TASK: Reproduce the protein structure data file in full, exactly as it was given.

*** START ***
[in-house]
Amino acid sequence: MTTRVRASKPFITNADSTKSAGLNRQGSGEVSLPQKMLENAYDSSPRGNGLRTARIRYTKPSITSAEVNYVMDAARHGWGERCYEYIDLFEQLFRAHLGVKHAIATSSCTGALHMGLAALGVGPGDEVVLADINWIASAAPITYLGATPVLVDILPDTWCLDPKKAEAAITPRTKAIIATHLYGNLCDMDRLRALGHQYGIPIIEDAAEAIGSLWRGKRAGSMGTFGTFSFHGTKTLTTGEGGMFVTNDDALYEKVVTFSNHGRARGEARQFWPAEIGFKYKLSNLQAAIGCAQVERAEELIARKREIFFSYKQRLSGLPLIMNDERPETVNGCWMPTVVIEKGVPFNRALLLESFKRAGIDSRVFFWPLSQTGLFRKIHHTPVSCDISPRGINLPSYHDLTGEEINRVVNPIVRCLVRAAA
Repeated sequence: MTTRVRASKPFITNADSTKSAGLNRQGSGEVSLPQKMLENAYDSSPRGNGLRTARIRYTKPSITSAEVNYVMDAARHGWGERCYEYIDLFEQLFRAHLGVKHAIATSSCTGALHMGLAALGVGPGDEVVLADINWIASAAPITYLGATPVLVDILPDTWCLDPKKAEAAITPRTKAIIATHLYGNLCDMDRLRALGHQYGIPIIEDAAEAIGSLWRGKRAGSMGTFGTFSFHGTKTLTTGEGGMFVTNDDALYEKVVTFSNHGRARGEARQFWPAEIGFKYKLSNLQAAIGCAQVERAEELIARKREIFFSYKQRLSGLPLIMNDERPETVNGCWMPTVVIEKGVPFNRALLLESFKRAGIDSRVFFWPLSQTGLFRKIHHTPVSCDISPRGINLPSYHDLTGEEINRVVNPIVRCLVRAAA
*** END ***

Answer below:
[in-house]
Amino acid sequence: MTTRVRASKPFITNADSTKSAGLNRQGSGEVSLPQKMLENAYDSSPRGNGLRTARIRYTKPSITSAEVNYVMDAARHGWGERCYEYIDLFEQLFRAHLGVKHAIATSSCTGALHMGLAALGVGPGDEVVLADINWIASAAPITYLGATPVLVDILPDTWCLDPKKAEAAITPRTKAIIATHLYGNLCDMDRLRALGHQYGIPIIEDAAEAIGSLWRGKRAGSMGTFGTFSFHGTKTLTTGEGGMFVTNDDALYEKVVTFSNHGRARGEARQFWPAEIGFKYKLSNLQAAIGCAQVERAEELIARKREIFFSYKQRLSGLPLIMNDERPETVNGCWMPTVVIEKGVPFNRALLLESFKRAGIDSRVFFWPLSQTGLFRKIHHTPVSCDISPRGINLPSYHDLTGEEINRVVNPIVRCLVRAAA
Repeated sequence: MTTRVRASKPFITNADSTKSAGLNRQGSGEVSLPQKMLENAYDSSPRGNGLRTARIRYTKPSITSAEVNYVMDAARHGWGERCYEYIDLFEQLFRAHLGVKHAIATSSCTGALHMGLAALGVGPGDEVVLADINWIASAAPITYLGATPVLVDILPDTWCLDPKKAEAAITPRTKAIIATHLYGNLCDMDRLRALGHQYGIPIIEDAAEAIGSLWRGKRAGSMGTFGTFSFHGTKTLTTGEGGMFVTNDDALYEKVVTFSNHGRARGEARQFWPAEIGFKYKLSNLQAAIGCAQVERAEELIARKREIFFSYKQRLSGLPLIMNDERPETVNGCWMPTVVIEKGVPFNRALLLESFKRAGIDSRVFFWPLSQTGLFRKIHHTPVSCDISPRGINLPSYHDLTGEEINRVVNPIVRCLVRAAA